Saturday, June 30, 2012

The Hooktheory Article

Several people have brought this article, "I analyzed the chords of 1300 popular songs for patterns. This is what I found." to my attention.

While the methodology is well thought out, I don't think simple frequency statistics with regard to key and chord occurrence will tell anything particularly meaningful about composing popular songs with effective hooks.

Keeping in mind that this is only the first post in a promised series, there are several further avenues of inquiry that the author may intend. So, perhaps he will do more than simply scratch the surface.

With regard to proceeding, an additional level of frequency statistics could be applied to the present data by simply labeling the chords already ID'd with their Roman Numeral degree symbols: I, ii, iii, IV, V, vi, vii(d).

That metric would allow the research to proceed to identifying harmonic succession patterns, and their frequency, which would begin to hone in on what an effective pop song hook looks like in terms of harmonic structure. Here's where details begin to become important: The root motions have to be labelled first in order to get a handle on recognizing the harmonic succession patterns. I have no time to get into that in detail, but what I call Progressive (+4th), Regressive (-4th), Half-Progressive (-3rd), Half-Regressive (+3rd), Super-Progressive (+2nd), Super-Regressive (-2nd), and Tri-Tone motions have to be labelled and added to the database.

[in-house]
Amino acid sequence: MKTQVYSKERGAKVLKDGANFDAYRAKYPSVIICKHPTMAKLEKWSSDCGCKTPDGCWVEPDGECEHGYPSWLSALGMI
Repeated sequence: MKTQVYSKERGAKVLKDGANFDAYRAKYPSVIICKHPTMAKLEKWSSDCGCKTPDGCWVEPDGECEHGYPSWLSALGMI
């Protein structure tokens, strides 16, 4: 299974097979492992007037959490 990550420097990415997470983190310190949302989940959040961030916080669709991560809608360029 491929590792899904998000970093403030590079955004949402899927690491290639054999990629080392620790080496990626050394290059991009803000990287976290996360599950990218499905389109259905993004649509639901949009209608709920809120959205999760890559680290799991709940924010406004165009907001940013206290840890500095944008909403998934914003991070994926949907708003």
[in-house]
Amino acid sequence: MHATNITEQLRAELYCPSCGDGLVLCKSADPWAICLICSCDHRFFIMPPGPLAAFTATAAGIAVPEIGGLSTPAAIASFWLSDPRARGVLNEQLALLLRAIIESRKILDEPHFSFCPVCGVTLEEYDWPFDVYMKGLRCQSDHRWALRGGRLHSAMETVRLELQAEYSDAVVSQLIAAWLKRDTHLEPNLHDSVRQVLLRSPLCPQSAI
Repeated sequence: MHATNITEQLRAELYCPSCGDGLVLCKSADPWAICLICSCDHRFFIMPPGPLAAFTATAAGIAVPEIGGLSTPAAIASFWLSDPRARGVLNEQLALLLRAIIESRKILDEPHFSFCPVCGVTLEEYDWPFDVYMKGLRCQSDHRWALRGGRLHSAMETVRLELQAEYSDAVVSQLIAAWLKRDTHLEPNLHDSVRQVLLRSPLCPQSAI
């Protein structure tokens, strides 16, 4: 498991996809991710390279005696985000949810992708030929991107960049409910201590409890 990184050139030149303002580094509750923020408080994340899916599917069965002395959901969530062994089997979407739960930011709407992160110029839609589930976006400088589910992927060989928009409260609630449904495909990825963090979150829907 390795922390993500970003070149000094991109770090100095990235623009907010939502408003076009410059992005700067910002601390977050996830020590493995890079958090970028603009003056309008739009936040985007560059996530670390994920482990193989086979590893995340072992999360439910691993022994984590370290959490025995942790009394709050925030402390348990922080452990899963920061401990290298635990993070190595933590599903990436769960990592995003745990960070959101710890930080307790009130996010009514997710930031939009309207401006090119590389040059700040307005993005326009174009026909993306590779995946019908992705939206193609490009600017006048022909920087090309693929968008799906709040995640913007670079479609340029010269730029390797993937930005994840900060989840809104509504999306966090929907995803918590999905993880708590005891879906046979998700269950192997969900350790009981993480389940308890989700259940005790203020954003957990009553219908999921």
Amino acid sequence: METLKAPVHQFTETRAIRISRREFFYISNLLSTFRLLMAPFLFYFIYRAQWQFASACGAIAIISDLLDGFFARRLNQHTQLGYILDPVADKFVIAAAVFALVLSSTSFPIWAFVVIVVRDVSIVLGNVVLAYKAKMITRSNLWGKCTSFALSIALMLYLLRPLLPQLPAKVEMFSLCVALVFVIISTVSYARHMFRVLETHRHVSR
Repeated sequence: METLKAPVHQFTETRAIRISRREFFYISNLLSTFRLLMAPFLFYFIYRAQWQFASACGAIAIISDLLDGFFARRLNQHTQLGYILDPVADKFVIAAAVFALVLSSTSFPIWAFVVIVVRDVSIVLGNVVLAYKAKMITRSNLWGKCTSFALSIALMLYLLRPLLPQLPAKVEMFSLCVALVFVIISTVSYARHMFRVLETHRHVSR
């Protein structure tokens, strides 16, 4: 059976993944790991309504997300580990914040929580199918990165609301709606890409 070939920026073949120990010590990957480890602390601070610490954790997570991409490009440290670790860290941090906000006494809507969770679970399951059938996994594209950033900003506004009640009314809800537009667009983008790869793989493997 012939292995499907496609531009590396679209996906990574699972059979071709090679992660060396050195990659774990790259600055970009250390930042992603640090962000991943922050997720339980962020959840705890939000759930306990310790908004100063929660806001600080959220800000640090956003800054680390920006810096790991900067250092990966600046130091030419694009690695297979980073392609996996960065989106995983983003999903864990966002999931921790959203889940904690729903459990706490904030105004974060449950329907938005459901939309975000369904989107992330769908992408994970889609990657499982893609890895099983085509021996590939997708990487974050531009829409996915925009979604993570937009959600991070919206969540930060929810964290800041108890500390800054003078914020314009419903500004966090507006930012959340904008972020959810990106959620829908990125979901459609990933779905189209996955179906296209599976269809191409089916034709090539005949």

The next step would be identifying all of the groups of two types of root motion, then three types, &c. THEN, and only then, could the composer begin to draw some concrete conclusions about what kinds of root progression patterns create harmonic continuities that are catchy.

I'm not going to pursue that myself, as I'm simply not personally interested, but it could be a genuinely scholarly inquiry if it is followed as I suggest.